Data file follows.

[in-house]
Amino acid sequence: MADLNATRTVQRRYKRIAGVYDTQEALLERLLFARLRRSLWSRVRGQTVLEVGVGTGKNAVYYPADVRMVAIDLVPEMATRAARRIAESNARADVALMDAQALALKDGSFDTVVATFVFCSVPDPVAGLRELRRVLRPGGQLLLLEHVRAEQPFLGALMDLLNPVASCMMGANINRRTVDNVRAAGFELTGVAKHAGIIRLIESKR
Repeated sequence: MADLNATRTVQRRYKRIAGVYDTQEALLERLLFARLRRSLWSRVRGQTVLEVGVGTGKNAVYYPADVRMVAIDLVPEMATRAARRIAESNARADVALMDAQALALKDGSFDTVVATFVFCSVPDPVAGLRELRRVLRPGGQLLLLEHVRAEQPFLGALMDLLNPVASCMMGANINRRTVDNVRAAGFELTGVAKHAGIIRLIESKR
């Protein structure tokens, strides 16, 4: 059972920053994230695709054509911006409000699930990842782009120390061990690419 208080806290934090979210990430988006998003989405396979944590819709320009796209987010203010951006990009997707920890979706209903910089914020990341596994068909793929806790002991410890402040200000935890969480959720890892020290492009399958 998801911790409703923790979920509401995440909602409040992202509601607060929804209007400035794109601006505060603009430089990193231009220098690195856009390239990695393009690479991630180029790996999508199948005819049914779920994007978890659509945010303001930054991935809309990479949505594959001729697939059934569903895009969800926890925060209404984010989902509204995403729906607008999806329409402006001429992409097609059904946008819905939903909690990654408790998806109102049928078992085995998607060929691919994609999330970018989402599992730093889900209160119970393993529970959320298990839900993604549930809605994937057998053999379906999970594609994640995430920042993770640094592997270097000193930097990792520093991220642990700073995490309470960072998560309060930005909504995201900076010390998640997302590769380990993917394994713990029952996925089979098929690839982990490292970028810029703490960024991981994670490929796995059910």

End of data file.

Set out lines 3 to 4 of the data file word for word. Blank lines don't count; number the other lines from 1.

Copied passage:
Repeated sequence: MADLNATRTVQRRYKRIAGVYDTQEALLERLLFARLRRSLWSRVRGQTVLEVGVGTGKNAVYYPADVRMVAIDLVPEMATRAARRIAESNARADVALMDAQALALKDGSFDTVVATFVFCSVPDPVAGLRELRRVLRPGGQLLLLEHVRAEQPFLGALMDLLNPVASCMMGANINRRTVDNVRAAGFELTGVAKHAGIIRLIESKR
């Protein structure tokens, strides 16, 4: 059972920053994230695709054509911006409000699930990842782009120390061990690419 208080806290934090979210990430988006998003989405396979944590819709320009796209987010203010951006990009997707920890979706209903910089914020990341596994068909793929806790002991410890402040200000935890969480959720890892020290492009399958 998801911790409703923790979920509401995440909602409040992202509601607060929804209007400035794109601006505060603009430089990193231009220098690195856009390239990695393009690479991630180029790996999508199948005819049914779920994007978890659509945010303001930054991935809309990479949505594959001729697939059934569903895009969800926890925060209404984010989902509204995403729906607008999806329409402006001429992409097609059904946008819905939903909690990654408790998806109102049928078992085995998607060929691919994609999330970018989402599992730093889900209160119970393993529970959320298990839900993604549930809605994937057998053999379906999970594609994640995430920042993770640094592997270097000193930097990792520093991220642990700073995490309470960072998560309060930005909504995201900076010390998640997302590769380990993917394994713990029952996925089979098929690839982990490292970028810029703490960024991981994670490929796995059910």